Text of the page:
Questioning the need for social mix - the implications of friendship diversity amongst Australian social housing tenants
Link to publisher version (URL)
A common argument is that ‘social mix’—or a high ratio of homeowners and private renters to social housing tenants within the same neighbourhood—reduces disadvantage by eroding homogeneous ‘bonded’ social networks amongst the latter.
However, associations between network homogeneity and support in social housing have not been analysed using national survey data. This article examines age, ethnic and educational homogeneity/heterogeneity and informal support using the 2006 Australian General Social Survey. Counter to expectations, social housing tenants have more heterogeneous friendship groups by all measures, regardless of respondents’ age, ethnicity or education. In addition, friendship heterogeneity is associated with more informal support in social housing, but less support in private housing.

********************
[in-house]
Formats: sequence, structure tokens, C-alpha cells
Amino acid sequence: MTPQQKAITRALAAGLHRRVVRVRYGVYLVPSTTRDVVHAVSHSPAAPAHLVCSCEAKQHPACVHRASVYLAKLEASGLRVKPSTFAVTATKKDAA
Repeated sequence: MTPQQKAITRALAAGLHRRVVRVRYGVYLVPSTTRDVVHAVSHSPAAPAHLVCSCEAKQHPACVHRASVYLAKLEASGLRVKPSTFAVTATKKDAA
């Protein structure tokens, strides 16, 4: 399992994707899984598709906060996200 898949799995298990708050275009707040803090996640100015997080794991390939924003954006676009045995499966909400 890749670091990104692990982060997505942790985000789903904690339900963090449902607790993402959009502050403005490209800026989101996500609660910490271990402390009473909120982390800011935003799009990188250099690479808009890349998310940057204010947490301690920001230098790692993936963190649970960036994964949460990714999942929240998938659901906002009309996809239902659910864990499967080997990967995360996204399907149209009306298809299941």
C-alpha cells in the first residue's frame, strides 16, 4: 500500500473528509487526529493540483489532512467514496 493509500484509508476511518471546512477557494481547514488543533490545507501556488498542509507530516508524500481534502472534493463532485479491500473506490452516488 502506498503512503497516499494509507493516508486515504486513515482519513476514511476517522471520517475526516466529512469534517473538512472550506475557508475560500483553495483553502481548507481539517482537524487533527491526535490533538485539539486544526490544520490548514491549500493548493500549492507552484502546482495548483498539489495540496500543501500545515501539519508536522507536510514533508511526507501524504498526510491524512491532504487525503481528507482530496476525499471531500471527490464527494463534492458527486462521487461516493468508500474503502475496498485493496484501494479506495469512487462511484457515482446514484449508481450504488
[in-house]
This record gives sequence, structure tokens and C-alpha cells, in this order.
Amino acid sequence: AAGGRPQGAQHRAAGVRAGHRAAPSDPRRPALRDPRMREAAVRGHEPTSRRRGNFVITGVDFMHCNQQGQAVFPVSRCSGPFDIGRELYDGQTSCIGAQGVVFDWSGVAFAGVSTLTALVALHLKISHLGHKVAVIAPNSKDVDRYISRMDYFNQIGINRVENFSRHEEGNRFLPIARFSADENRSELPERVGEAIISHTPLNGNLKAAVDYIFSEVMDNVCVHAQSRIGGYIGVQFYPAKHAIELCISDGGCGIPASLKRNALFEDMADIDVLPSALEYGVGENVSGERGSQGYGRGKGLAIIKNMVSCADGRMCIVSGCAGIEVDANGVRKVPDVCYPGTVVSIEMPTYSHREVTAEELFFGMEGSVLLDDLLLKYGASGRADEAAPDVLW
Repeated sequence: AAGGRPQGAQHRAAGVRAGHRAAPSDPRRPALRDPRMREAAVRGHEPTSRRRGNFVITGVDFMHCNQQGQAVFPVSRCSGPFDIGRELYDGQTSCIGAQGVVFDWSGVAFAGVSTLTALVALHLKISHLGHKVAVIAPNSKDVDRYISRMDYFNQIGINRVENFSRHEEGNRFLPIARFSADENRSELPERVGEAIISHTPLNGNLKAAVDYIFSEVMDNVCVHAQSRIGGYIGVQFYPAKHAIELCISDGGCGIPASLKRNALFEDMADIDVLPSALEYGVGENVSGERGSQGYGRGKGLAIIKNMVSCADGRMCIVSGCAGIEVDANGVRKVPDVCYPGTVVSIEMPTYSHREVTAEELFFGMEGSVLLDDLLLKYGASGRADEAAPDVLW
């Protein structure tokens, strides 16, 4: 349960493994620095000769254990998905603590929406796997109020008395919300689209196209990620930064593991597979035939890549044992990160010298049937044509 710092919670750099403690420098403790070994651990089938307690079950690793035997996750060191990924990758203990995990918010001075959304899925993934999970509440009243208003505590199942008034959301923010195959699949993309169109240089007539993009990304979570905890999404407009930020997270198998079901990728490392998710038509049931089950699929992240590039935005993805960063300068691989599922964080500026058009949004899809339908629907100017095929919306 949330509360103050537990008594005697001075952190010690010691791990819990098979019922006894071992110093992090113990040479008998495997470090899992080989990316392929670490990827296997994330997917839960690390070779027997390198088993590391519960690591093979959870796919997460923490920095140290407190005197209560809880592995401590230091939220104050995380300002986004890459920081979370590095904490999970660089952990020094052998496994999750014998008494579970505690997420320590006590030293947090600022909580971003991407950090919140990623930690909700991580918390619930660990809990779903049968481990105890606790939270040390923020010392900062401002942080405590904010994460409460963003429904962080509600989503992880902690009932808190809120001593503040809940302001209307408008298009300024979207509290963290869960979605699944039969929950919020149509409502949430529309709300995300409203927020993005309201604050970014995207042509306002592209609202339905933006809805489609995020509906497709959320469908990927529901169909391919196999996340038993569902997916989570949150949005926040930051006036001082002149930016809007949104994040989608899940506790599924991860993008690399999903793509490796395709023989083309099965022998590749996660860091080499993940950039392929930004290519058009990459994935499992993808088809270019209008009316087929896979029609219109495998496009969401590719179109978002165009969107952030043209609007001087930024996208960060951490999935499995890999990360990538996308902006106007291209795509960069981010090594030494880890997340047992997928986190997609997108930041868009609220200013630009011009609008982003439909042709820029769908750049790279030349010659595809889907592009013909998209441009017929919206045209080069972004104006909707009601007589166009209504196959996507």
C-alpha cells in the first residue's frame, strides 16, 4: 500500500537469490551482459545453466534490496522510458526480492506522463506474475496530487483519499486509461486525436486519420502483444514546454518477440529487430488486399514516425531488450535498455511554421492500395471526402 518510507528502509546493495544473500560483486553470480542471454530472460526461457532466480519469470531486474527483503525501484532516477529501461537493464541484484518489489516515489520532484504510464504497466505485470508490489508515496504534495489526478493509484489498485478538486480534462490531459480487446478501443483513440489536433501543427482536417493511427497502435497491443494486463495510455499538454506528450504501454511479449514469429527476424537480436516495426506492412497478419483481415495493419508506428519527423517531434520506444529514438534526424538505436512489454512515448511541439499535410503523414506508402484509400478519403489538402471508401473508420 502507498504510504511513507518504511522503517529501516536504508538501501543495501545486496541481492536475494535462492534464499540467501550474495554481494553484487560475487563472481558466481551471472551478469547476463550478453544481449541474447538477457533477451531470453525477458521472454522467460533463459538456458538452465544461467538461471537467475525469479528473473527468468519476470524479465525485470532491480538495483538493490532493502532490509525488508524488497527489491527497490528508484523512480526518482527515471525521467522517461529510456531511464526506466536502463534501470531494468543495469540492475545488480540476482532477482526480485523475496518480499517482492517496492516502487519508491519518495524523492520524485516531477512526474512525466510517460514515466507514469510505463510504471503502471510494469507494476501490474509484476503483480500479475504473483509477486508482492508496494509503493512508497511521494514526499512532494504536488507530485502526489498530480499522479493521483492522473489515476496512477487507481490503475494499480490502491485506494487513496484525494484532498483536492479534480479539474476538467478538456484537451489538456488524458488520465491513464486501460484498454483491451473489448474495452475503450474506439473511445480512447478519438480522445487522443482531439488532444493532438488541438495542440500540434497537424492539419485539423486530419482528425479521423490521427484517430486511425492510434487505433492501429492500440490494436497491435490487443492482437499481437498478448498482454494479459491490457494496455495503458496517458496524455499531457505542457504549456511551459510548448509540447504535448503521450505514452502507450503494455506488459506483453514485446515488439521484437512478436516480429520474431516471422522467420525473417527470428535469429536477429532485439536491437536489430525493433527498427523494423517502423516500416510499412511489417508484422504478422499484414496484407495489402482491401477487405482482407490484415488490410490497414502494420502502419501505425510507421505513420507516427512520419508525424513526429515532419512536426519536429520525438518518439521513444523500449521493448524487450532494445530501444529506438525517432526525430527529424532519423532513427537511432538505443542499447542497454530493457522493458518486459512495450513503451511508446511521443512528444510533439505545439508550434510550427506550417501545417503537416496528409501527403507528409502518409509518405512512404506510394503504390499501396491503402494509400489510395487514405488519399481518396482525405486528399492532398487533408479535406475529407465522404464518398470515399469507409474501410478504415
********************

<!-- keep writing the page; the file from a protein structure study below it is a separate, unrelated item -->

This raises concerns over the efficacy of ‘socially mixing’ already heterogeneous social housing communities and suggests that resistance to social mix is likely to stem from the attitudes of homeowners and private renters towards social tenants rather than the reverse.